Here, we describe new finds of ophiuroids from the early Devonian of Luxembourg and Germany that we identify as previously unknown protasterids. They stand out in showing a combination of characters best interpreted as paedomorphic within the protasterid morphological spectrum.
Materials and methods
All of the specimens described herein are preserved as external molds. All descriptions herein are based on silicone casts of these molds. Photographs were taken after coating the casts with magnesium oxide. Descriptions provided herein refer to the silicone casts of the external molds. The original specimens and casts of Luxaster martini gen. et sp. nov. are housed at the Natural History Museum Luxembourg (acronym: MnhnL EIB). The original specimen of Luxaster schweitzeri gen. et sp. nov. is lost. The cast of the original specimen is housed in the Landessammlung für Naturkunde Rheinland-Pfalz (Mainz, Germany) (acronym: PWL). Terminology follows Glass and Blake (2004) and Hunter and McNamara (2018).
Merkholtz (Luxaster martini): the type locality of Luxaster martini is the northwestern quarry of the Carrière Merkholtz, a series of disused slate quarries at TC 6 Kautenbach in North Luxembourg (Fig. 1) [locality 30 of Franke (2006)]. The Klerf Beds that are exposed in this quarry form the topmost deposits of the lower Emsian in Luxembourg and the neighbouring Eifel in Germany. It mostly consists of poorly sorted sand- and siltstones, except for the more fine-grained fully marine deposits. The sediments of the Klerf Beds can be assigned to three major depositional settings: deltaic interdistributary areas, tidal flat deposits and shallow subtidal deposits under fully marine conditions.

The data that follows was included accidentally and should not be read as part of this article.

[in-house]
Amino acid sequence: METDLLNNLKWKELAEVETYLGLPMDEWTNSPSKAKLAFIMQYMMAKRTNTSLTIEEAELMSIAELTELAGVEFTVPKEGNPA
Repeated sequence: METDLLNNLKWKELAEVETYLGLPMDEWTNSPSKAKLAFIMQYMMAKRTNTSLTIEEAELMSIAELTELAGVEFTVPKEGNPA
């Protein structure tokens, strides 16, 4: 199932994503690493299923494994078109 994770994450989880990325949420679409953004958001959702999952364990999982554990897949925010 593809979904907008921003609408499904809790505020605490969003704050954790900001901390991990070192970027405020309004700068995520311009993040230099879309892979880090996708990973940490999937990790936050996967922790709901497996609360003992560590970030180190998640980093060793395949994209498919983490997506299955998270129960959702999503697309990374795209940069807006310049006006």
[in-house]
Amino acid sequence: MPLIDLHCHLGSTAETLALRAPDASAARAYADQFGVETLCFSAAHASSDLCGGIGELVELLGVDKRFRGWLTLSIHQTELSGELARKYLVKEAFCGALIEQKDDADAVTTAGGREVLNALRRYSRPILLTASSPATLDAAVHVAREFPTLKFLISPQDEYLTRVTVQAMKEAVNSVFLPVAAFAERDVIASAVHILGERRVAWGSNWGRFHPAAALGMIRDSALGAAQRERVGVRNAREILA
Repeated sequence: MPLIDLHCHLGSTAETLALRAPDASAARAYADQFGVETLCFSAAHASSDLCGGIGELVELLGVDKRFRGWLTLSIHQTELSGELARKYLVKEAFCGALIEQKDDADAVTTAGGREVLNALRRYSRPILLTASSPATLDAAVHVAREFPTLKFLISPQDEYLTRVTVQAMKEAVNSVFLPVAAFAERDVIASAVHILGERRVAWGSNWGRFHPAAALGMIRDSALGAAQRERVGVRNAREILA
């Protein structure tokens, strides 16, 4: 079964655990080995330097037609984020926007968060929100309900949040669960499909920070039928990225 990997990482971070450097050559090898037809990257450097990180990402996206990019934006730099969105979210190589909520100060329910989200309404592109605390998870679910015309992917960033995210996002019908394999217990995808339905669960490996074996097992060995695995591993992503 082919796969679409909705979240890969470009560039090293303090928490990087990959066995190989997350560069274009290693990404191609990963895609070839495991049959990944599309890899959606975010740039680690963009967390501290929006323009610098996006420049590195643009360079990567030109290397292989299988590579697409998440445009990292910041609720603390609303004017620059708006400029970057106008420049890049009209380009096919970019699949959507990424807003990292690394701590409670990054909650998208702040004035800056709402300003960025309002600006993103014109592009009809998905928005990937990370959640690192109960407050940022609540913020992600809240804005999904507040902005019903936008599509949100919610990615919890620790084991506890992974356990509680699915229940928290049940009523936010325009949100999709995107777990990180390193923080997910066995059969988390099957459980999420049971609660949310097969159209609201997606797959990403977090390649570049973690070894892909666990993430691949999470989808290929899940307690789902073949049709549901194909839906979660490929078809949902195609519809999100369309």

The beds that yielded the ophiuroids described herein consist of fine-grained mudstones and siltstones with an uneven cleavage and yielding sparse, mostly deformed and altered fossils. Franke (2006) documented a moderately diverse marine fauna characterized by the relatively common homalonotid trilobite Burmeisterella vixarmata Wenndorf, 1990. Asterozoan resting traces (Asteriacites isp.) found on displaced boulders in the quarry most probably originate from these same beds. Recent fieldwork furthermore confirmed the presence of phyllocarid arthropods (leg M. Alberti, det M. Poschmann).
Trilobites in the beds in question are often preserved in the so-called Salter’s configuration with the exuvia preserved undisturbed. This indicates burial in a relatively quiet depositional setting below wave base within the marine prodelta (Franke 2006; Alberti and Müller 2008; Müller and Alberti 2010).
Hirtscheid (Luxaster schweitzeri): the type locality of Luxaster schweitzeri is located some 150 m west of Hirtscheid (Fig. 1), a district of Alpenrod municipality in the Westerwald area (sheet Bad Marienberg, northern Rhineland-Palatinate, Germany). The outcrop “Am Mühlenhahn” is a 200-m slope that has been accessible since the mid-1970s. The exposed alternation corresponds to the typical Rhenish facies. It includes several fossiliferous beds (Müller 1997) with variable lithology and fossil content, ranging from shell beds devoid of articulated skeletons to beds with relatively common intact echinoderms (Schweitzer 1977; Müller 1997; Müller and Alberti 2010). Müller (1995, 1997) mentions more than 100 taxa from these beds, including some 20 echinoderms belonging to the Crinoidea, Asteroidea and Ophiuroidea (the here-described specimens and another undescribed six-armed ophiuroid).